PARIS — Going organic is proving just the business for Monkee Genes.
This story first appeared in the October 9, 2008 issue of WWD. Subscribe Today.
Monkee, which hails from Bakewell, a small town in Derbyshire, England, became the first denim label to obtain the U.K.’s highly respected Soil Association organic certification in July. Retail doors haven’t stopped opening since.
The 32-piece collection for women and men goes on sale in Macy’s this month, while the U.K.’s House of Fraser and Selfridges are negotiating orders. An initial run in London’s Topshop last month, where Monkee opened a concession in June 2007, sold out within 10 days.
Monkee was founded in 2006 by Phil Wildbore, the designer behind the 25-year-old Road Jeans label. Monkee and Road together generated 2007 sales of nearly a million pounds, or $1.8 million at current exchange, and this year sales are expected to more than double to 2.5 million pounds, or $4.4 million, largely driven by Monkee.
“This idea that we can’t be green and be successful is just b—s,” Wildbore declared, adding that independent companies have the potential to thrive in tough times. “During a recession the high street goes even more boring and indies can have a pop at the market.”
Monkee aims to stand out with its marketing, with banana emblazoned merchandising and slogans like “Our customers are not paid peanuts.” And though selling at a slight premium, the organic offerings remain affordable at 50 pounds, or around $90. “Proof that organic products can also be good value for money,” said a Topshop spokeswoman, who added that reaction to the organic line has been strong.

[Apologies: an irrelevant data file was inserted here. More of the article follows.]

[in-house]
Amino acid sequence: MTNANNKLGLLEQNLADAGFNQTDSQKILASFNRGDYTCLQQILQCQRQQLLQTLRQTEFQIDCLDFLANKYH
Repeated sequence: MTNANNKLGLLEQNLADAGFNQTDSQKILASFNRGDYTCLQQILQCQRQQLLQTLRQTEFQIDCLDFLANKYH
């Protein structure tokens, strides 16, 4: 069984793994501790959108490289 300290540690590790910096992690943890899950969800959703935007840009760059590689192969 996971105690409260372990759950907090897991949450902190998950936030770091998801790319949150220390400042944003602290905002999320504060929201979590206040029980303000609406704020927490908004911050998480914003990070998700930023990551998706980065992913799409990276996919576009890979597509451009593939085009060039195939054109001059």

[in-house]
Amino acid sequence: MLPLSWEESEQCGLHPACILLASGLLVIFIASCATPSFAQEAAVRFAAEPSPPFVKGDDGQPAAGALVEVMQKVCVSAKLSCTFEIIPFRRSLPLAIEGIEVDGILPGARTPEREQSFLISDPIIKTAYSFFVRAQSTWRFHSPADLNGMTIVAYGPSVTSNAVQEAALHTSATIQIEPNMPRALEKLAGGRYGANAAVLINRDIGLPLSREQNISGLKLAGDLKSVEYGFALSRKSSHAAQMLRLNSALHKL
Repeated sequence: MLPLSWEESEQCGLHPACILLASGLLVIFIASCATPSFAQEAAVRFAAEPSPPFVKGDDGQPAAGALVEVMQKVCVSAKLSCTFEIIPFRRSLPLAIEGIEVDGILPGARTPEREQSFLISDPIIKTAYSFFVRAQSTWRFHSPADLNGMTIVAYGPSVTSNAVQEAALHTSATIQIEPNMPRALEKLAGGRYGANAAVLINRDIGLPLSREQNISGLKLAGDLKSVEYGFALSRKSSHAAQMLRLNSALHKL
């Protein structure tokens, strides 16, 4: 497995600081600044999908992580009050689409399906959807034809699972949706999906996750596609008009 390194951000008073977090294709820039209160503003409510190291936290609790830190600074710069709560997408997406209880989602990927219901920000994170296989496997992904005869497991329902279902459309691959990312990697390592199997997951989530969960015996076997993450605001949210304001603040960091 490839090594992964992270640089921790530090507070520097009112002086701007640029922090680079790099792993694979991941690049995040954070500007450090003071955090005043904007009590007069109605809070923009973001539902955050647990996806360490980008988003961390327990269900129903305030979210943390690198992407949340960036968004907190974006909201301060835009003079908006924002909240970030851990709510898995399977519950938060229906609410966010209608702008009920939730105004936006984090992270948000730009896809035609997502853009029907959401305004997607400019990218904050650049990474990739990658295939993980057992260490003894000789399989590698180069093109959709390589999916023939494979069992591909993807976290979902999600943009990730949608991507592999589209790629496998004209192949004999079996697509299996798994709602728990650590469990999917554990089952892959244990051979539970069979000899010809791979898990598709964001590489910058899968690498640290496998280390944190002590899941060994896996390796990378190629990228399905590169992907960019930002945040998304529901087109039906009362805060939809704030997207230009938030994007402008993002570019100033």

While steering clear of what he calls ethnic, hippy designs, the move to organic did influence Wildbore’s aesthetic and inspire him to add flare styles.
“It felt right to have vegetable-dyed flares,” he said.
Other cuts include skinny, “supa” skinny and hip hugger, available in three finishes — Sateen, a shiny finish, raw denim and a fine corduroy. Colors run the gamut from bold reds, purples and greens to more neutral grays.
In addition to certifying the cotton as organic, the Soil Association, which Wildbore dubs the “Rolls-Royce of accreditation,” inspects everything from the dyes used to the working conditions. “Our standards are some of the highest in the world,” assured Sarah Compson, the association’s business development officer, who added other denim brands have since applied for certification.
And certification isn’t easy to acquire. It took 18 months to approve the factory, where certain dyes had to be replaced. Then two months before launch, Wildbore was informed the Pop Art-inspired back pocket labels didn’t qualify as organic because they contain polyurethane. Hence the detachable label. “Because it comes off and because we’ve got a disclaimer [saying it’s not organic] on the label, we can get away with it,” he said. With six different designs, the label has become a selling point and the brand has lodged a patent application for the invention.
For spring, the collection will include more finishes and, eventually, Monkee will convert completely to organic.